Table 2 presents the basic demographic and economic characteristics (year 2005) of each EU NMS at the regional level (NUTS 3 spatial level). Particularly, it shows the minimum, average, and maximum figures in terms of population and GDP per capita. To begin with, there is no general rule concerning the number of regions in each EU NMS. National particularities and (possible) policy objectives seem to prevail (Petrakos et al., 2005a, b). However, the 5 largest EU NMS in terms of area and population (i.e. Poland, Romania, Czech Rep., Hungary and Bulgaria) have more regions than the 5 smallest (i.e. Slova-kia, Lithuania, Latvia, Slovenia and Estonia). Of course, the rankings in terms of area and population size do not correlate perfectly with the ranking in terms of number of regions. Slovenia is a characteristic case since it has more regions than Slovakia, Lithuania, and Latvia, even though it is smaller in terms of area and population. Comparing the average regional populations in the EU NMS, it emerges that Poland, Czech Rep. and Slovakia have the highest figures, whereas Slovenia, Estonia and Bulgaria have the lowest ones. Internal differences between the largest and the smallest region in each EU NMS depend mainly on the size of the capital region (in most of the cases this is the largest region). The smallest differences between the minimum and the maximum regional population figures are observed in Slovakia, Estonia and Latvia. Concerning the average regional GDP per capita in EU NMS, it emerges that Slovenia, Czech Rep. and Estonia have the highest figures, whereas Bulgaria and Romania have, by far, the lowest ones. Notable is the fact that the average regional GDP per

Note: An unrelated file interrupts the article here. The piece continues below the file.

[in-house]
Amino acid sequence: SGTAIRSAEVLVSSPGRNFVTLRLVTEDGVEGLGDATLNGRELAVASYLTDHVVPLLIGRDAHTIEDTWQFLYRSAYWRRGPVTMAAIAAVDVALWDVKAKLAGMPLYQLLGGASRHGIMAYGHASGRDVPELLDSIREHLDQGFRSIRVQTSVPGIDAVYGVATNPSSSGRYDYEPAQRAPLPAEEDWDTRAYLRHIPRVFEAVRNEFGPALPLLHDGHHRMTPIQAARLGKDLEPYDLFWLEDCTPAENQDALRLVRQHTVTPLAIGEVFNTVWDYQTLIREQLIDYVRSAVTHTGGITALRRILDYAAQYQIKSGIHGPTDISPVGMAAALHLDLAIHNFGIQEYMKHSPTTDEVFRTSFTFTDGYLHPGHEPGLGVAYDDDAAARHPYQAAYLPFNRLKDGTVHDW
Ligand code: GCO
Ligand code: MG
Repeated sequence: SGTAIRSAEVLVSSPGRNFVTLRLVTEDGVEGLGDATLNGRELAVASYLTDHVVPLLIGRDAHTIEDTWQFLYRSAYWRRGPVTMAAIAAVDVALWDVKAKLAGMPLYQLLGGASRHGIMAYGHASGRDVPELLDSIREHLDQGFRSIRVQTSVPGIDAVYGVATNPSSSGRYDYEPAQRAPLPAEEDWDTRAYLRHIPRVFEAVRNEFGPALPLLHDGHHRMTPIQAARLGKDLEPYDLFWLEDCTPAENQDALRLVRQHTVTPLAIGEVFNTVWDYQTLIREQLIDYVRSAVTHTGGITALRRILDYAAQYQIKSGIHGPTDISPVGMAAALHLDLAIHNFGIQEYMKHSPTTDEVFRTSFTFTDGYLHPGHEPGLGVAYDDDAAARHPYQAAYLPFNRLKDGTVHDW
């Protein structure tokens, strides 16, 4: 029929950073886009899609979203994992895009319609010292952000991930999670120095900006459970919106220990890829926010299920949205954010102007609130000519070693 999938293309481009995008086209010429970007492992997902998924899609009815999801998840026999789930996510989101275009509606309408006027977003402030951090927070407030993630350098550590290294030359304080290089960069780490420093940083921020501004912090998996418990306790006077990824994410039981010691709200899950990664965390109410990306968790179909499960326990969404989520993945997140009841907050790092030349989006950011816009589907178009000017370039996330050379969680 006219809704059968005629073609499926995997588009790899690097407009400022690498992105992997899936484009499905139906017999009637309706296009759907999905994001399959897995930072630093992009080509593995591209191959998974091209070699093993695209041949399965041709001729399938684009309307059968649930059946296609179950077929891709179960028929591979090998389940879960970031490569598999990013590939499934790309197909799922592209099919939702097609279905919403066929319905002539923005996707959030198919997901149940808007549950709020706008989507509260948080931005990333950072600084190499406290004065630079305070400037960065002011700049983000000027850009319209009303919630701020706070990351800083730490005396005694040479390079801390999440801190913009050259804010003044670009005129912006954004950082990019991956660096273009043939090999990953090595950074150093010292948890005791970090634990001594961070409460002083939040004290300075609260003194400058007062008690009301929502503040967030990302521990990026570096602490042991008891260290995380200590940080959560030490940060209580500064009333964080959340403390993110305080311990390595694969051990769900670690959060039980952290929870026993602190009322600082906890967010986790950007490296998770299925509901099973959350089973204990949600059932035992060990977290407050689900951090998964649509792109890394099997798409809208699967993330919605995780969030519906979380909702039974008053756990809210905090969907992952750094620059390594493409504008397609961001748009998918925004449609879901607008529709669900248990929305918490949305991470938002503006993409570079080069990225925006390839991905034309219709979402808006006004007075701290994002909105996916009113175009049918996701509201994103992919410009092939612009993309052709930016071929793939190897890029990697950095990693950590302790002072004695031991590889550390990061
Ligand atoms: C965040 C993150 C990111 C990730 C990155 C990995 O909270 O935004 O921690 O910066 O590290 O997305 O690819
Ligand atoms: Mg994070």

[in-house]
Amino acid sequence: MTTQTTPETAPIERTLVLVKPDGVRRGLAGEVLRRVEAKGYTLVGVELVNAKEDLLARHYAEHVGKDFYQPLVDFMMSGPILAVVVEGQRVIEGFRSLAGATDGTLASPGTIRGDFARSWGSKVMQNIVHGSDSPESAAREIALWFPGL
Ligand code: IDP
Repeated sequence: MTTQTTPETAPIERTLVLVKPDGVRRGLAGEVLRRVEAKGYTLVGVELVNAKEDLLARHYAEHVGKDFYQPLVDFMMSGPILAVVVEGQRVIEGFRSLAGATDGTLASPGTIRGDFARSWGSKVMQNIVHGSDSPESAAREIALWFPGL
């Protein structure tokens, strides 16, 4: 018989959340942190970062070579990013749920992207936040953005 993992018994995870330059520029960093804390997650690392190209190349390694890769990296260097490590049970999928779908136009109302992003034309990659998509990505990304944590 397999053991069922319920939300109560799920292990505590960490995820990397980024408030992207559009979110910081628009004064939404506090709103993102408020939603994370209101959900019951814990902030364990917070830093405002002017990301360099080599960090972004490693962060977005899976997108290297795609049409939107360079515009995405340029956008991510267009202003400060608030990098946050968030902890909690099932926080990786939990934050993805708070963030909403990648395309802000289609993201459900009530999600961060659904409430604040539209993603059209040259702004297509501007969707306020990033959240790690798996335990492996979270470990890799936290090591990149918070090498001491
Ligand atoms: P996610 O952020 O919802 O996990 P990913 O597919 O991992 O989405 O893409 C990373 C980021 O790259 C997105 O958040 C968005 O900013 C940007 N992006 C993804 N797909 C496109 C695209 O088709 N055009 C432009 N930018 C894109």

capita figures of Bulgaria and Romania are lower than the minimum regional GDP per capita figures of the other EU NMS.